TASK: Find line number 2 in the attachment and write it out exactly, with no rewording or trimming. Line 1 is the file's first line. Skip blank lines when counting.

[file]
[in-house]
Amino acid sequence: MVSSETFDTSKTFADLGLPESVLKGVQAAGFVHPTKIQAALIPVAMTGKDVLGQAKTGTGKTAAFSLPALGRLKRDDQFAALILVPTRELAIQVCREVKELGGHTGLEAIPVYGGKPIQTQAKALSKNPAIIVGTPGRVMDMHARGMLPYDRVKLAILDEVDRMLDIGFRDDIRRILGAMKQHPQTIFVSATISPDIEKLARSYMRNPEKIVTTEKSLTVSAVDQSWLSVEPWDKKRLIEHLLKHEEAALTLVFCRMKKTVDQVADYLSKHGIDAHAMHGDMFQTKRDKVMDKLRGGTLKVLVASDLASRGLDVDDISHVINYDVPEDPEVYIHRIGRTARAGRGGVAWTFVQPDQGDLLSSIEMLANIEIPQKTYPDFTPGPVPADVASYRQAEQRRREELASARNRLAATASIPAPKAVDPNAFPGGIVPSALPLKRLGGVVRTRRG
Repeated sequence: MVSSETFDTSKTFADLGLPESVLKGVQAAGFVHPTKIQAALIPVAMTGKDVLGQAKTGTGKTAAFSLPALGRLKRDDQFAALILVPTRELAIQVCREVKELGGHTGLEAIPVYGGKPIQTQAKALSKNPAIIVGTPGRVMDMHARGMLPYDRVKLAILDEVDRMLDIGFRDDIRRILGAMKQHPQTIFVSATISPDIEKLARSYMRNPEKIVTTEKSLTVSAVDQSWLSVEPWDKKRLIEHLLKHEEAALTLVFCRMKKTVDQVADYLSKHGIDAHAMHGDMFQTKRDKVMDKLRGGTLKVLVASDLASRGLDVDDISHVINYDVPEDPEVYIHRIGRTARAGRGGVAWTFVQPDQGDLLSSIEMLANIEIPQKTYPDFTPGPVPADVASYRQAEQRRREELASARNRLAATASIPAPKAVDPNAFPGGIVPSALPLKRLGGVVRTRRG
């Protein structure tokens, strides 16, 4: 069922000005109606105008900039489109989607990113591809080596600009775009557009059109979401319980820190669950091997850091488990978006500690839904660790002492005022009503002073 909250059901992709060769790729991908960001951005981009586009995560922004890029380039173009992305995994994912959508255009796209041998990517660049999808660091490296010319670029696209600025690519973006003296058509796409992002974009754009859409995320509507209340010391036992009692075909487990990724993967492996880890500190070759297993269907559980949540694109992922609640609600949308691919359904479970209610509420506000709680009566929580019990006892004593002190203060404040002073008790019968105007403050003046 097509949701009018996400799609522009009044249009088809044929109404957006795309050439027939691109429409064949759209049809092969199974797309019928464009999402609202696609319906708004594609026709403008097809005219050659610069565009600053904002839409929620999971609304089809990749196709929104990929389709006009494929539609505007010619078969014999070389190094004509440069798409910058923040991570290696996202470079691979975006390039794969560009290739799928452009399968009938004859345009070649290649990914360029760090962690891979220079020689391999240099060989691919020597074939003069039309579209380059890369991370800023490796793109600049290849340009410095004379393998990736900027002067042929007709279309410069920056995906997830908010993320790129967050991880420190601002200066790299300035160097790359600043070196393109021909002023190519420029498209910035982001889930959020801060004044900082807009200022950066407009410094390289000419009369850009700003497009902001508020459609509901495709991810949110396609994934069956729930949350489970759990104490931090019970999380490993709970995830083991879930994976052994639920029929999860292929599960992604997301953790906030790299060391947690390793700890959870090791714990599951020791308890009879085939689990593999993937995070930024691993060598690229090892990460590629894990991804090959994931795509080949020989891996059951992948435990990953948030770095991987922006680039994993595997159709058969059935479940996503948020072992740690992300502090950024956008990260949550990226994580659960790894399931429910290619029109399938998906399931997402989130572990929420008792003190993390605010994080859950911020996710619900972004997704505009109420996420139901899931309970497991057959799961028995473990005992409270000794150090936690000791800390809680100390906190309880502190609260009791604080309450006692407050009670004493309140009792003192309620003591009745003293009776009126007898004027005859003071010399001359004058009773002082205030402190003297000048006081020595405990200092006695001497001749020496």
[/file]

Amino acid sequence: MVSSETFDTSKTFADLGLPESVLKGVQAAGFVHPTKIQAALIPVAMTGKDVLGQAKTGTGKTAAFSLPALGRLKRDDQFAALILVPTRELAIQVCREVKELGGHTGLEAIPVYGGKPIQTQAKALSKNPAIIVGTPGRVMDMHARGMLPYDRVKLAILDEVDRMLDIGFRDDIRRILGAMKQHPQTIFVSATISPDIEKLARSYMRNPEKIVTTEKSLTVSAVDQSWLSVEPWDKKRLIEHLLKHEEAALTLVFCRMKKTVDQVADYLSKHGIDAHAMHGDMFQTKRDKVMDKLRGGTLKVLVASDLASRGLDVDDISHVINYDVPEDPEVYIHRIGRTARAGRGGVAWTFVQPDQGDLLSSIEMLANIEIPQKTYPDFTPGPVPADVASYRQAEQRRREELASARNRLAATASIPAPKAVDPNAFPGGIVPSALPLKRLGGVVRTRRG